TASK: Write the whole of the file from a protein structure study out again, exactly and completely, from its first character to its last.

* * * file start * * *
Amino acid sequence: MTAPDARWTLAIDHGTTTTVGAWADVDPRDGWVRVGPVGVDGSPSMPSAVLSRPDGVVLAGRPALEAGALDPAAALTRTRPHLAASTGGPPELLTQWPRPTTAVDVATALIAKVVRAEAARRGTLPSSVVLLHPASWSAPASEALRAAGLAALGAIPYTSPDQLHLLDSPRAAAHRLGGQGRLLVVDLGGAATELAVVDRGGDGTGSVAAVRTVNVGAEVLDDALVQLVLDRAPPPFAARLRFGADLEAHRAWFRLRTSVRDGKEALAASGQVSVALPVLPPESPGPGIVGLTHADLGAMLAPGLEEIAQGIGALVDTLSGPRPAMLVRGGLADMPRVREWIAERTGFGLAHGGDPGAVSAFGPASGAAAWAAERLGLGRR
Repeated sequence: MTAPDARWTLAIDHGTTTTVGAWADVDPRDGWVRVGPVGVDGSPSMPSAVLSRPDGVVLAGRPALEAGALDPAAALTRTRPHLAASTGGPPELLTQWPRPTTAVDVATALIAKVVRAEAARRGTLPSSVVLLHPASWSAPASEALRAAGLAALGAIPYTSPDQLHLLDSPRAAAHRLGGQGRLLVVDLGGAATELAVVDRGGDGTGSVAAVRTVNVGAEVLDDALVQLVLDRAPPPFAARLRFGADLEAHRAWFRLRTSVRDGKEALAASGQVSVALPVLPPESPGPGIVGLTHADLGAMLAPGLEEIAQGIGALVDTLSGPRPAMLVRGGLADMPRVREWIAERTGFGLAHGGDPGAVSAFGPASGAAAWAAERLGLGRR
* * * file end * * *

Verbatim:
Amino acid sequence: MTAPDARWTLAIDHGTTTTVGAWADVDPRDGWVRVGPVGVDGSPSMPSAVLSRPDGVVLAGRPALEAGALDPAAALTRTRPHLAASTGGPPELLTQWPRPTTAVDVATALIAKVVRAEAARRGTLPSSVVLLHPASWSAPASEALRAAGLAALGAIPYTSPDQLHLLDSPRAAAHRLGGQGRLLVVDLGGAATELAVVDRGGDGTGSVAAVRTVNVGAEVLDDALVQLVLDRAPPPFAARLRFGADLEAHRAWFRLRTSVRDGKEALAASGQVSVALPVLPPESPGPGIVGLTHADLGAMLAPGLEEIAQGIGALVDTLSGPRPAMLVRGGLADMPRVREWIAERTGFGLAHGGDPGAVSAFGPASGAAAWAAERLGLGRR
Repeated sequence: MTAPDARWTLAIDHGTTTTVGAWADVDPRDGWVRVGPVGVDGSPSMPSAVLSRPDGVVLAGRPALEAGALDPAAALTRTRPHLAASTGGPPELLTQWPRPTTAVDVATALIAKVVRAEAARRGTLPSSVVLLHPASWSAPASEALRAAGLAALGAIPYTSPDQLHLLDSPRAAAHRLGGQGRLLVVDLGGAATELAVVDRGGDGTGSVAAVRTVNVGAEVLDDALVQLVLDRAPPPFAARLRFGADLEAHRAWFRLRTSVRDGKEALAASGQVSVALPVLPPESPGPGIVGLTHADLGAMLAPGLEEIAQGIGALVDTLSGPRPAMLVRGGLADMPRVREWIAERTGFGLAHGGDPGAVSAFGPASGAAAWAAERLGLGRR